knees. Ms. Kristal described the use of imaginative music as the following:
[In] Parent-Child classes, we take them through, a lot of imaginary play like we did for the learning unit. The theme we are doing is animals. We are using the animal sounds.
And then we are working on movement. Instead of someone just saying “I want you to jump,” they have to actually be these things. Like, we’re doing the pirate thing today, so they’re going to be Jake and the Neverland Pirates and Peter Pan and we have to take them from the Little Gym into this whole new dimension and the music helps us. It’s a tool to get there. And, so basically, us just giving them a story line isn’t as awesome as putting on the music and it really takes them to that place.
During the warm-up music, the words of a song may instruct a class to walk like a bear. While the teacher may demonstrate the action, the sound of the music takes the children into a forest listening to the sounds of nature. Ms. Kristal even described the fact that the music could be enough to help take the children deep into their imagination, but the actions of the teachers help take it to a different level. The children are encouraged to bring the music alive through their actions.
children. The opening song of all of the Parent/Child classes uses shakers to help bring the music alive. Children use scarves to interpret the sounds of the music they are hearing. At the end of every class, children drum on the floor using their hands as the instruments. Kristal
describes the use of the manipulatives as follows:
We use shakers, at the end we do the drums with our hands, sometimes we’ll bring out, like if it’s animal week, we’ll bring stuffed animals and stuff like that to help with the music. But, that’s again, really bringing the music alive. Using the tools that we have to really do that. We do rhythm sticks, we do the parachute with the music, we do stretch rope with the music, again there are a lot of cognitive benefits there, but they also get to be in a group setting working with their peers, learning how to play in a group kind of thing.
The Little Gym definitely capitalizes on the opportunity to allow children to play with musical manipulatives in unstructured ways. For instance, in one class, the teacher passed out a pair of rhythm sticks to each of the children. The music instructs the children to do the following: Tap the stick together, tap the stick to the sole of your foot, tap the sticks on the floor, saying “tap, tap, tap, tap,” encouraging the children to tap to the beat of the music. The music further instructed the children to tap their sticks together, tap them high, tap them on certain parts of the body, and use one stick like a hammer and one stick like a nail. Further, the music then suggests that the children should roll the sticks across the soles of their feet like a rolling pin. This use of manipulatives not only encourages children to concentrate on the beat of the music, but also to use their imagination to make the sticks into different items, such as hammers and rolling pins.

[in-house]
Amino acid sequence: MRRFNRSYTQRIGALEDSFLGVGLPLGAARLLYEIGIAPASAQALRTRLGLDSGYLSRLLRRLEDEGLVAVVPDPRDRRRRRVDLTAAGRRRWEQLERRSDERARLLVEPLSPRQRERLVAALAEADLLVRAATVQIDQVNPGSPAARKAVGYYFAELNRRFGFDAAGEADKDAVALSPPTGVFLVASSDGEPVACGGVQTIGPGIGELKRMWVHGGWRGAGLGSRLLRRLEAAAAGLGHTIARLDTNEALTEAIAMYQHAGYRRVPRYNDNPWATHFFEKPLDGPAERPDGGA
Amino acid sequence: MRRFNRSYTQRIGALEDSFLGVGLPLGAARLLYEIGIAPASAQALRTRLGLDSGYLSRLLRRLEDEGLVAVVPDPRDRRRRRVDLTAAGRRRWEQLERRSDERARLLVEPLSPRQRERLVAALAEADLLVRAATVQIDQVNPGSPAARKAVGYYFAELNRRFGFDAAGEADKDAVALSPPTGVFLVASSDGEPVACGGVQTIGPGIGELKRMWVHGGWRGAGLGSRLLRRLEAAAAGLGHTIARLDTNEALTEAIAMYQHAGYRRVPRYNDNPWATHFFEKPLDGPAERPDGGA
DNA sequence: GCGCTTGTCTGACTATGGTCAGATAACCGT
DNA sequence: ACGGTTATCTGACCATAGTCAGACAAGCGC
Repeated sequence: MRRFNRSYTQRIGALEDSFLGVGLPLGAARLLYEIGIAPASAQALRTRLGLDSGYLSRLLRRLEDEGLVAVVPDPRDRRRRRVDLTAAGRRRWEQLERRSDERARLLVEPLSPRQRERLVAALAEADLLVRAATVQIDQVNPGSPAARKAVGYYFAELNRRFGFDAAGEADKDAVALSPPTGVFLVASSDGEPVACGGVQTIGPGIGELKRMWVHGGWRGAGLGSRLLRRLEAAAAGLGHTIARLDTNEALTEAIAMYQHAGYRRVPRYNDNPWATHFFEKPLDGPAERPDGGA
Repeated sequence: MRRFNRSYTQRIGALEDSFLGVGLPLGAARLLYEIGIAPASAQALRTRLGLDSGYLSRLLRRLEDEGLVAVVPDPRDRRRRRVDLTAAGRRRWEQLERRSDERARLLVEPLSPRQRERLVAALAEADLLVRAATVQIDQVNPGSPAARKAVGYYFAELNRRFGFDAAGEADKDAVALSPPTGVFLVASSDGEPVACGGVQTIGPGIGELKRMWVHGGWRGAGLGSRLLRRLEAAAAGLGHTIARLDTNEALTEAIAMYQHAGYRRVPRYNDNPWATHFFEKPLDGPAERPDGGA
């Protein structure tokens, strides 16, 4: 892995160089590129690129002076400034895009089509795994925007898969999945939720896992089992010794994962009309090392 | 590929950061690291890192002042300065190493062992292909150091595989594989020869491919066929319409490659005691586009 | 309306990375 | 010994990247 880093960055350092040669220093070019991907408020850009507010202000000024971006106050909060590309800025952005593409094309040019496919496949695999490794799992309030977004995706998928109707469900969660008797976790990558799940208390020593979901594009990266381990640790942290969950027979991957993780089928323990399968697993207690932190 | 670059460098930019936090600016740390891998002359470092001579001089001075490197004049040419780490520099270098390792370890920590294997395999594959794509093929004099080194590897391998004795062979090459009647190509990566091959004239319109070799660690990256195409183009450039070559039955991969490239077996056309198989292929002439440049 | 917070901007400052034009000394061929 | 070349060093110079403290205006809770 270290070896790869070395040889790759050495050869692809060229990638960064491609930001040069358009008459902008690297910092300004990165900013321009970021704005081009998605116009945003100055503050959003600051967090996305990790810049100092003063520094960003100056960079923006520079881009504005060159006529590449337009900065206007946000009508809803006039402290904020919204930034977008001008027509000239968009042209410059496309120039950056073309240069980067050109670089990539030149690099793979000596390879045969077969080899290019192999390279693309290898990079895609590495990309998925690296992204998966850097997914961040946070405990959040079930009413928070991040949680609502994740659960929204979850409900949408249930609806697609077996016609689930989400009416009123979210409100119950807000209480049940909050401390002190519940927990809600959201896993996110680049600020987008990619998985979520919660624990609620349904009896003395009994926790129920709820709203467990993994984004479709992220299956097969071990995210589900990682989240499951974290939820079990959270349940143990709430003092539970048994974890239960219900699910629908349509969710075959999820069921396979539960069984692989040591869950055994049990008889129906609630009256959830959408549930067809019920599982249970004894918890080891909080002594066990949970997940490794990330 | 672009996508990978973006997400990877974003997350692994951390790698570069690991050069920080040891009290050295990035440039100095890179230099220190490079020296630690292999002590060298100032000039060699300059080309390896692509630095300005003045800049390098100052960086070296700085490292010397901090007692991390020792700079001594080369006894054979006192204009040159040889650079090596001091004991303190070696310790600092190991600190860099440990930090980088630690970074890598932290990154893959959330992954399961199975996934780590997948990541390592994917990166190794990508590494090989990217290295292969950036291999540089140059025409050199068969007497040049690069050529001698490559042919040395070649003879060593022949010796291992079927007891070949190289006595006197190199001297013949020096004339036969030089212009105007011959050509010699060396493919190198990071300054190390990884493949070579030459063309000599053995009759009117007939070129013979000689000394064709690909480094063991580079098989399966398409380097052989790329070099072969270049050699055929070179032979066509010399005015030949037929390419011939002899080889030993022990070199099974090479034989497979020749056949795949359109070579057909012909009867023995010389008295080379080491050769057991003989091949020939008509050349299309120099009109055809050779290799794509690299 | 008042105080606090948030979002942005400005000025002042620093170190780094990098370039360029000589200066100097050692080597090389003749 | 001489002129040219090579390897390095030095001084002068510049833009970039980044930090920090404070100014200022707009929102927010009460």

The Dance class uses music to enhance the imagination more so than any other class.
The creative movement exercises include the idea of dancing a particular way or mimicking a particular animal. For instance, the teacher may ask the class how to demonstrate the way a
music is during the class.
We do a lot of creative movement in dance, so what we do is we just put the music on for them at that point, dance is more of a background for tap and ballet. It’s just to kind of keep them in rhythm with the music, if we put on, like, fast paced songs for tap to keep them going, we put on slower songs for ballet, kind of mellow them out, but in between we do creative movement.
The use of manipulatives and imagination during musical play are cognitively beneficial to children. A variety of educational studies have shown that early childhood experiences have a great effect on cognitive development. According to Bloom (1985), 80 percent of a child’s intellectual growth occurs between conception and age eight, suggesting that the services of the Little Gym are beneficial for development. Music educators have begun to stress the need for early musical experiences (Romanek, p. 129), and, as previously noted, children benefit from playing with musical instruments in the way they would play with other toys (Smithrim, 1997, p.